Practically every country has to deal with the scourge of fake driver’s licenses. For some time, these fakes have been laughably bad copies and quite obvious to the trained apprehending officer.
Our current driver’s license is packed with a number of security features to prevent forgery. These include features like a security strip, bar code, holograms, hidden images only seen with a UV light, and even a filter that turns any light shined through into a purple tint.
You can test these yourself on your license (assuming it’s real). One of the easiest ways is to use your mobile phone’s flashlight. Simply shine the light from behind the license. If the light shining through is yellow, the driver’s license is fake. If the light shining through is violet or purple, the driver’s license is authentic.
Another security feature that’s easy to spot is the hologram or even the silver security strip at the back. Finally, the driver’s license also has raised lettering.
What’s become alarming is how the newer fakes have become more sophisticated. Forgers have now figured out how to turn light shining through it purple. Newer fakes also have the key security strip and even hologram embedded into the card. These forgers haven’t figured out all the security features yet, but they’re getting an alarming number of them right.
Nonetheless, even if these fakes pass some of the tests, there’s still one way to easily check if they’re legitimate or not. The LTO has recently deployed its online portal that allows apprehending officers to simply text the LTO service. To check, the officer will simply type LTO LICENSE [driver’s license number] and send it to its system. The system will promptly reply with the validity of the license and any current offenses.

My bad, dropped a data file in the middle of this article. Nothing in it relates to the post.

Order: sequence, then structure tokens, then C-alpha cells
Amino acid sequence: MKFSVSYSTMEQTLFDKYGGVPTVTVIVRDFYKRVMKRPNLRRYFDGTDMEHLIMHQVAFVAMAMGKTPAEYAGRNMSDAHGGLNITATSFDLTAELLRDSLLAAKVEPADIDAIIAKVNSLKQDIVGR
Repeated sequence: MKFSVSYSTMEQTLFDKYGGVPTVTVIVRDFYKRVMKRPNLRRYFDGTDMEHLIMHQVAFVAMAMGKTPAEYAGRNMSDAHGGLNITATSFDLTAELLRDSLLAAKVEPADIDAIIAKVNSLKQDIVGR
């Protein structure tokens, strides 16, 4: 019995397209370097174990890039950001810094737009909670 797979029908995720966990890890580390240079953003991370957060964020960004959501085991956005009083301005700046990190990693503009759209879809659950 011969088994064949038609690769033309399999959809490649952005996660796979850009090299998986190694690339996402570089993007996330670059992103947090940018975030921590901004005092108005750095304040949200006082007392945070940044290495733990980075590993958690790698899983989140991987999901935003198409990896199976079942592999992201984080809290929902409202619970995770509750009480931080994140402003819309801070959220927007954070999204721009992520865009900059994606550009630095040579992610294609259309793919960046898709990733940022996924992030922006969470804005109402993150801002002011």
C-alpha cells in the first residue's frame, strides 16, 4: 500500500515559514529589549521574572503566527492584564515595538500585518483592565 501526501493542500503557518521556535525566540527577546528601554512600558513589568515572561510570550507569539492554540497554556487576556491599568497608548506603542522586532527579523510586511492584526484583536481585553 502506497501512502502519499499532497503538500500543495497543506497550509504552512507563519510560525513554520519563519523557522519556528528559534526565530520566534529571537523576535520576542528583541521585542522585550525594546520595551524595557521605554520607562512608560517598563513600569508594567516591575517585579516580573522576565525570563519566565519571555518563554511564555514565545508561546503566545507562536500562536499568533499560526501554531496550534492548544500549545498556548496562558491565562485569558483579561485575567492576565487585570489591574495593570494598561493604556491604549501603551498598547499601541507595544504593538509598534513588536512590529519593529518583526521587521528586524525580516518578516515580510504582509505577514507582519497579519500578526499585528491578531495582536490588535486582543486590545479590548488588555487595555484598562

If it’s fake, it won’t be on the system, or the name that comes up won’t even match.
Perhaps the most frightening part is that many motorists might not even be aware they’re getting fakes.
The clever forgers have turned to the internet, especially Facebook, to offer their services, disguising themselves as legitimate LTO agents who can get a “legitimate” license without the hassle of lining up in person and for a fee of from ₱1,500 to ₱3,000.
Department of Transportation (DOTr) assistant secretary, Goddes Hope Libiran, warned against these online scams. However, many continue to patronize them, thinking the high price is worth avoiding the hassle of lining up and the fear of contracting the virus.
Unfortunately, the convenience offered is only shortlived. If you’re caught with a fake license, the penalty is a fine of ₱3,000 and a ban from applying for a legitimate one for one year. In addition, the vehicle the fake license holder is driving when caught may also be impounded.
In stark contrast, an authentic license will cost you less than ₱1,000 in total and take just a few hours out of your day.